The Centers for Medicare and Medicaid Services (CMS) recently reported that up to 75 percent of hospital re-admissions are potentially preventable, and "by encouraging providers to reduce preventable re-admissions, the US government expects cost savings of over $26 billion in the next ten years."
This has lead to the rapid growth of hospital discharge planners," and to the creation of "discharge" departments within hospitals and clinics. As helpful as these services may be, implementation is commonly referred onward to private home care agencies with the idea of saving the government, hospitals and health insurers money. Unfortunately, no matter where patients derive these services, they most frequently come at a cost - although probably less than a continued hospital stay. What CMS and others often overlook is the value of actively engaging patients themselves in designing their own discharge desires and supports. Discharge planners (private and public) know that if the following assistance is provided, it will cut the chances of re-admission. In their job descriptions:
- Meeting the patient at the hospital or rehabilitation facility and providing safe transportation home for them and their equipment and belongings;
- Picking up prescriptions, groceries and supplies;
- Helping prepare meals and ensure proper nutrition;
- Monitoring medication compliance;
- Assisting with activities of daily living while a person may be continuing to build strength;
- Assisting with strengthening exercises per physical therapist;
- Transporting client to follow-up appointments
Read the list again, slowly, please. These are common tasks - although not easy for all those leaving a facility. They are also tasks that can certainly be done by friends, family members and volunteers who may be willing to give a bit of their time to come together to help another. Using a team approach and tactics, this can be very effective. We all have a human need to help others. Urging patients, before discharge, to identify and create a support base addresses this need, while supporting healthy discharges and reduced readmission rates.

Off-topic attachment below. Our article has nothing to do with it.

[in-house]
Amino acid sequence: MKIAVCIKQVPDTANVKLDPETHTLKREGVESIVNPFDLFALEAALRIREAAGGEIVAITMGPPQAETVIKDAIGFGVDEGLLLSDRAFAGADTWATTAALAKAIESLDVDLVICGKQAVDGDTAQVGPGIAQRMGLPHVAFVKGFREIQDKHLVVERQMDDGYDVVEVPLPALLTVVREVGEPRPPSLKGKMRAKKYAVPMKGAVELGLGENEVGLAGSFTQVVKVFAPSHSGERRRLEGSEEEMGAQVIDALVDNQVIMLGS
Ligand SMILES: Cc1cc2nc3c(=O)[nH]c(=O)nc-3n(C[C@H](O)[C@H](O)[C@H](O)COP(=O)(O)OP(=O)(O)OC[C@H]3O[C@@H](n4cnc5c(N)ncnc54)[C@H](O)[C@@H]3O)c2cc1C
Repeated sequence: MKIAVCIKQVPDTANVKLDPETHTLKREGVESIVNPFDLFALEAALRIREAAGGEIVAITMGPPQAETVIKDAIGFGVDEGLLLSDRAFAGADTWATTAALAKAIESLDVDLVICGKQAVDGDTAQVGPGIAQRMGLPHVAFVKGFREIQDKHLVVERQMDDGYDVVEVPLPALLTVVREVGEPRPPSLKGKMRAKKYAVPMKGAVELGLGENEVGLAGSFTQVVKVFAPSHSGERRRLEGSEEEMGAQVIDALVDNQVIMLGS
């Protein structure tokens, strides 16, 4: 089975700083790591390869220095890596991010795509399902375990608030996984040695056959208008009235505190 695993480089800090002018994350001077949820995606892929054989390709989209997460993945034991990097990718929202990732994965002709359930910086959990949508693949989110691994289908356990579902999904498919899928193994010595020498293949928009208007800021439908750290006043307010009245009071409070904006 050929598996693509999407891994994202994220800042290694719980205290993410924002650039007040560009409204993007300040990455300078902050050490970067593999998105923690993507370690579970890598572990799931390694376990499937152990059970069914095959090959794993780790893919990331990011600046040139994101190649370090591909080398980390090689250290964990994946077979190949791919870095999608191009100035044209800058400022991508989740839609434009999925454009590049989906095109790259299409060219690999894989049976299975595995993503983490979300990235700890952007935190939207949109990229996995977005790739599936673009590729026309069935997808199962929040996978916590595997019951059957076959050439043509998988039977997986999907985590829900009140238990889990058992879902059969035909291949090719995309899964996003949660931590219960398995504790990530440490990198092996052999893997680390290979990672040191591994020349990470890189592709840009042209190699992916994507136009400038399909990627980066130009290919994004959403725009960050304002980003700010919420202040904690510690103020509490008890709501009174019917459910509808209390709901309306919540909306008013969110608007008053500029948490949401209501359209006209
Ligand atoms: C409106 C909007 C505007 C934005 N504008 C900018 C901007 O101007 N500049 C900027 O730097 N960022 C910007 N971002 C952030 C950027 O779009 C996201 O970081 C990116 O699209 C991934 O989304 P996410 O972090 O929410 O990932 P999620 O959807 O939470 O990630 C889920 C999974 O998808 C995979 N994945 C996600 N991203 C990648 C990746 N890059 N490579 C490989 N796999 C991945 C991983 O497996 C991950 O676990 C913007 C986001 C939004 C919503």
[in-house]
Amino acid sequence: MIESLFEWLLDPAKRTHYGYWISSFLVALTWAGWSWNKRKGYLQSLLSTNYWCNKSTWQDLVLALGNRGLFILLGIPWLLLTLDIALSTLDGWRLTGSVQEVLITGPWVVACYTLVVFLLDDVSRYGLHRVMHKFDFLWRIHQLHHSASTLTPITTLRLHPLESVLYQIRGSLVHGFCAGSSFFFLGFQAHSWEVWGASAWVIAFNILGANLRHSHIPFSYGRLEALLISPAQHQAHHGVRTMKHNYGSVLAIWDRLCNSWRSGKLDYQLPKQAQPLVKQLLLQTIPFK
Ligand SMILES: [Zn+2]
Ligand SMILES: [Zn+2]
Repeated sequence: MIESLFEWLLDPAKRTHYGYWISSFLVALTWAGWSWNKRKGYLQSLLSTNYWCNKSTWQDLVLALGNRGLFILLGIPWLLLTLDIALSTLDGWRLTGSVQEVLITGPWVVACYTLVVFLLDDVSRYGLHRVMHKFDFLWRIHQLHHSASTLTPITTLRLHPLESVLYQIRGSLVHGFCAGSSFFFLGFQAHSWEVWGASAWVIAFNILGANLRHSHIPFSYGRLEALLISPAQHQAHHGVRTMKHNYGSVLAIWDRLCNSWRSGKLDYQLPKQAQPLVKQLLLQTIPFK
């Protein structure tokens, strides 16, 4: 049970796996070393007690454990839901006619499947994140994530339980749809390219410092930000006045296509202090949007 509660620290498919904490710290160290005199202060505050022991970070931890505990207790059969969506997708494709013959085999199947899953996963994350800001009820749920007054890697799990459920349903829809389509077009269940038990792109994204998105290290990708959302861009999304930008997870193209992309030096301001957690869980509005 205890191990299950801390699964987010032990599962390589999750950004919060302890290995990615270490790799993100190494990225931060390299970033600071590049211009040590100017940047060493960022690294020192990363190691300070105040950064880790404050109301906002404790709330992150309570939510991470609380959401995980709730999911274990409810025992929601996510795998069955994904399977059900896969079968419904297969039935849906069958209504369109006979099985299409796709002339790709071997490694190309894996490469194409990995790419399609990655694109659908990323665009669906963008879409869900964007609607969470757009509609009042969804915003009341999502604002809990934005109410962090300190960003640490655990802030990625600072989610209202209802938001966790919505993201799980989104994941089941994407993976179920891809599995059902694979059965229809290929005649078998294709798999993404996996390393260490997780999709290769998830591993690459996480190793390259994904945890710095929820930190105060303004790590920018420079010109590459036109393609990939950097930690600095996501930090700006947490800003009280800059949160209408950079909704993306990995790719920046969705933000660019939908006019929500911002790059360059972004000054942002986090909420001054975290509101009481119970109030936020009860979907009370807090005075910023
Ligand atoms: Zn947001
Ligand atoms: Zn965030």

This is the incredibly simple concept known as creating a personal safety net (PSN): organizing a team to help accomplish goals or help with needs that one cannot by oneself. Having a network will minimize isolation or bouts of depression while helping ensure better regimented homecare.
If you know a patient looking toward discharge, here are two sources of assistance: 1) the chapters of Personal Safety Nets book - to remind or help you deal with the processes of creating, building and using a PSN team; and 2) A checklist (on this site) called "A Hospital Discharge Planning Checklist"- with a series of questions and actions that safety net friends/teams can ask and follow to help.
Remember, if you know someone is in need of help and you think you might help:1) A little help is better than none at all and 2) if your help is declined, it's not personal. So, use your intuition - leaving a hospital is strenuous, but for some, asking for assistance is even tougher. Offer to help.